Between February 1864 and April 1865, 41,000 Union prisoners of war were taken to the stockade at Anderson Station, Georgia, where nearly 13,000 of them died. Most contemporary accounts placed the blame for the tragedy squarely on the shoulders of the Confederates who administered the prison or on a conspiracy of higher-ranking officials.
In this carefully researched and compelling revisionist account, William Marvel provides a comprehensive history of Andersonville Prison and conditions within it. Based on reliable primary sources including diaries, Union and Confederate government documents, and letters rather than exaggerated postwar recollections and such well-known but spurious 'diaries' as that of John Ransom, Marvel's analysis exonerates camp commandant Henry Wirz and others from charges that they deliberately exterminated prisoners, a crime for which Wirz was executed after the war.
According to Marvel, virulent disease and severe shortages of vegetables, medical supplies, and other necessities combined to create a crisis beyond Wirz's control. He also argues that the tragedy was aggravated by the Union decision to suspend prisoner exchanges, which meant that many men who might have returned home were instead left to sicken and die in captivity.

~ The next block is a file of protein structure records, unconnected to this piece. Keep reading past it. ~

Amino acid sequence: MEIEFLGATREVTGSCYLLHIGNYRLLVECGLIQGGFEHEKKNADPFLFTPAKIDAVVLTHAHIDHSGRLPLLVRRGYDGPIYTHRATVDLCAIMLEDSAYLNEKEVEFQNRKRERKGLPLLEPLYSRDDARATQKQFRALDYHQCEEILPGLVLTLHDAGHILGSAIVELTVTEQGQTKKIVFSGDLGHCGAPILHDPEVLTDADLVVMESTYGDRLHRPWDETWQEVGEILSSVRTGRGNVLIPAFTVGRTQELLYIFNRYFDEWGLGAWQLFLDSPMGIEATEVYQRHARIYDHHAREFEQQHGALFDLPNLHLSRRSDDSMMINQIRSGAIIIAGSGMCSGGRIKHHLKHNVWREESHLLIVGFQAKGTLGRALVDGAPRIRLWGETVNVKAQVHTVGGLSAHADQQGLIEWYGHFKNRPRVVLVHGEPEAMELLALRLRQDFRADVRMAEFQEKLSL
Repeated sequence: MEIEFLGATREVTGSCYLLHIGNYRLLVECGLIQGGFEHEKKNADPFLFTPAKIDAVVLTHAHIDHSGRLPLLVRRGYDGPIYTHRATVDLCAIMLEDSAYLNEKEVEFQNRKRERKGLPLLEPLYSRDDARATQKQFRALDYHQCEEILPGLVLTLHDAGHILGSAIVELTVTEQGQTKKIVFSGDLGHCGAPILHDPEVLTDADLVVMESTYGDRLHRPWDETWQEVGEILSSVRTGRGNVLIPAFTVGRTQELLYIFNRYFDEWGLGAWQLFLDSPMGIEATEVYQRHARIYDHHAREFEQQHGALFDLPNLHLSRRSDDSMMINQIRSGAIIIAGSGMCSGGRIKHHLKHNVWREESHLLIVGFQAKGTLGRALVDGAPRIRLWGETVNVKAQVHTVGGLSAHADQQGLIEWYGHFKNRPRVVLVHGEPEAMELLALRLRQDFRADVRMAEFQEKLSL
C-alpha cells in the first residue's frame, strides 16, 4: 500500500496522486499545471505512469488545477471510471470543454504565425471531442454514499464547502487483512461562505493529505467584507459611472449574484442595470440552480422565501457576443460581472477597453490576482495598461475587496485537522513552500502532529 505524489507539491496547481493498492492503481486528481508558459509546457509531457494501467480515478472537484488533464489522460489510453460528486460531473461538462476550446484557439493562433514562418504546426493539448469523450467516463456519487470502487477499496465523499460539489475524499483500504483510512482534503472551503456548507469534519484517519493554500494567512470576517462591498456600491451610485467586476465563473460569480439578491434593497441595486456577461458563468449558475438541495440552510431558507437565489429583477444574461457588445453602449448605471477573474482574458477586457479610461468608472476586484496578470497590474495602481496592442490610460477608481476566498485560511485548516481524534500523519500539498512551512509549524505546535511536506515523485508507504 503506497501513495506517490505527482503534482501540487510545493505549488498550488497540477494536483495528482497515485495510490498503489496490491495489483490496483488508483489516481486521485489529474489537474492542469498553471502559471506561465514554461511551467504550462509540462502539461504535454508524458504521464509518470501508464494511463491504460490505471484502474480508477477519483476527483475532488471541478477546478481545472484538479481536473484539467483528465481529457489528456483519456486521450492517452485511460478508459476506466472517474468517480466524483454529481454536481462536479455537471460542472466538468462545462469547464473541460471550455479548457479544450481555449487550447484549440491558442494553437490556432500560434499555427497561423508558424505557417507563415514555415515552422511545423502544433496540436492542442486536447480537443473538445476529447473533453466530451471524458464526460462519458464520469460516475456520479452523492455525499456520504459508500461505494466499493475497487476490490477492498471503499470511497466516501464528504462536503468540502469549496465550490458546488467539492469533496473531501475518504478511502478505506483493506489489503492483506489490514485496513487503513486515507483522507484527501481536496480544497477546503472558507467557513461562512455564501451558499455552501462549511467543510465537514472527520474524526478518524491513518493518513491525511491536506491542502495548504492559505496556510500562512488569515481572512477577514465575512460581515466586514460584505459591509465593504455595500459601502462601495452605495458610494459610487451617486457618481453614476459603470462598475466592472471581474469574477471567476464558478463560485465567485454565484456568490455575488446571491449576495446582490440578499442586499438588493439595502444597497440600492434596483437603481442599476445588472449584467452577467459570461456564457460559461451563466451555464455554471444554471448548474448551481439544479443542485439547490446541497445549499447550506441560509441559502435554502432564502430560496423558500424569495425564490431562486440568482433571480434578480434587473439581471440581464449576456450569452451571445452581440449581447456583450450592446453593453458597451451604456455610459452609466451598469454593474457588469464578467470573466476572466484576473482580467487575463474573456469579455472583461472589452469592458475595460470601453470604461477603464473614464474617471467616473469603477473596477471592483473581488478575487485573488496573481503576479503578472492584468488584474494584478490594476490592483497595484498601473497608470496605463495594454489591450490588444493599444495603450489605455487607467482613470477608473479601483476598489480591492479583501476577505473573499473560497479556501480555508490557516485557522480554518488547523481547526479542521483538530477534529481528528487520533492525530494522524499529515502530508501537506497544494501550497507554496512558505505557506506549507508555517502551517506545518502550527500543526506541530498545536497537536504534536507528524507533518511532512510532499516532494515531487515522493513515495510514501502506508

A well researched and well written book...Puts many myths to bed regarding this unfortunately scourge in American history (though numerous other Union and Confederate prison canes were not much better). It's not the fiction/partial non-fiction of Kanter's "Andersonville"...though the reality is no less engrossing.
I recommend this to Civil War history buffs...it will not disappoint...
Very well researched about a difficult prison camp in the south, resources were scare and deprivation abounded. The author used a very even hand not to sensationalize any of the events that are depicted in the movie or other books. This is the last place you wanted to end up as a prisoner of war in the south,